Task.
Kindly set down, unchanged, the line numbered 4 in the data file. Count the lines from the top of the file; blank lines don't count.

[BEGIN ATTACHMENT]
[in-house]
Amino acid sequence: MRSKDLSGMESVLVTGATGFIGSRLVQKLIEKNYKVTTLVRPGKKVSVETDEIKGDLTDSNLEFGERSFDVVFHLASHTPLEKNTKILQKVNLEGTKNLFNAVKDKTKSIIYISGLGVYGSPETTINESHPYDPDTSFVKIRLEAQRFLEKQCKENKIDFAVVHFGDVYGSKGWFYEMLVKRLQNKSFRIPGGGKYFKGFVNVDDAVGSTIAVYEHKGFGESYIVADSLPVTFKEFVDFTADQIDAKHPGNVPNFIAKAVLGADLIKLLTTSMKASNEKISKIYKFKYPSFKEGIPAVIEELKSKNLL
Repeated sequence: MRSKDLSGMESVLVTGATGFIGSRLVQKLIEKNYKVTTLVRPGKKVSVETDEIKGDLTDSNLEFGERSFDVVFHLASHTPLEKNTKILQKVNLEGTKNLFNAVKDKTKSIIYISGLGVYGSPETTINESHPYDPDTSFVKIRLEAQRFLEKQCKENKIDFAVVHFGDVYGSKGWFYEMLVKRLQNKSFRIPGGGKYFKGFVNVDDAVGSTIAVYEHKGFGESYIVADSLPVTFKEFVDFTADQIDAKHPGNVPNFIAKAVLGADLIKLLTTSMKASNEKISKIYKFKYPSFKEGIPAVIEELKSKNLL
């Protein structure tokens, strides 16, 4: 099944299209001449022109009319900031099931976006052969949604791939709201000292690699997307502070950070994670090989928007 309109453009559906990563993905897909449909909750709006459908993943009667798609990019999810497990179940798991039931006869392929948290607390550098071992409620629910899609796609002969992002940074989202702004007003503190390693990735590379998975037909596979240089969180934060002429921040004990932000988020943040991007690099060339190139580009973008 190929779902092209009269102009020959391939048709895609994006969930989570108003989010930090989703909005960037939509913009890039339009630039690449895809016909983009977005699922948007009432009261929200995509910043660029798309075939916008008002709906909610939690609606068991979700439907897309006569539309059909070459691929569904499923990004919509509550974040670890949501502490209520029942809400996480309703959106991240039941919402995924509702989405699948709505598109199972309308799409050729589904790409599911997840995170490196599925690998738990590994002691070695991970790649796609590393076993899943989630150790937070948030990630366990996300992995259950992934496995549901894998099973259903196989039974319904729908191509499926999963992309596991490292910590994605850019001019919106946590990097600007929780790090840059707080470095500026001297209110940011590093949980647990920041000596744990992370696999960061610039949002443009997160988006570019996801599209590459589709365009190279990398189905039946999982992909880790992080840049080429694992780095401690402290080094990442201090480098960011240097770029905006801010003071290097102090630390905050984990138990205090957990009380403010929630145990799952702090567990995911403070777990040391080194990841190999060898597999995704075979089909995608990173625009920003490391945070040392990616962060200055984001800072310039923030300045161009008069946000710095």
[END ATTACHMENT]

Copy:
């Protein structure tokens, strides 16, 4: 099944299209001449022109009319900031099931976006052969949604791939709201000292690699997307502070950070994670090989928007 309109453009559906990563993905897909449909909750709006459908993943009667798609990019999810497990179940798991039931006869392929948290607390550098071992409620629910899609796609002969992002940074989202702004007003503190390693990735590379998975037909596979240089969180934060002429921040004990932000988020943040991007690099060339190139580009973008 190929779902092209009269102009020959391939048709895609994006969930989570108003989010930090989703909005960037939509913009890039339009630039690449895809016909983009977005699922948007009432009261929200995509910043660029798309075939916008008002709906909610939690609606068991979700439907897309006569539309059909070459691929569904499923990004919509509550974040670890949501502490209520029942809400996480309703959106991240039941919402995924509702989405699948709505598109199972309308799409050729589904790409599911997840995170490196599925690998738990590994002691070695991970790649796609590393076993899943989630150790937070948030990630366990996300992995259950992934496995549901894998099973259903196989039974319904729908191509499926999963992309596991490292910590994605850019001019919106946590990097600007929780790090840059707080470095500026001297209110940011590093949980647990920041000596744990992370696999960061610039949002443009997160988006570019996801599209590459589709365009190279990398189905039946999982992909880790992080840049080429694992780095401690402290080094990442201090480098960011240097770029905006801010003071290097102090630390905050984990138990205090957990009380403010929630145990799952702090567990995911403070777990040391080194990841190999060898597999995704075979089909995608990173625009920003490391945070040392990616962060200055984001800072310039923030300045161009008069946000710095």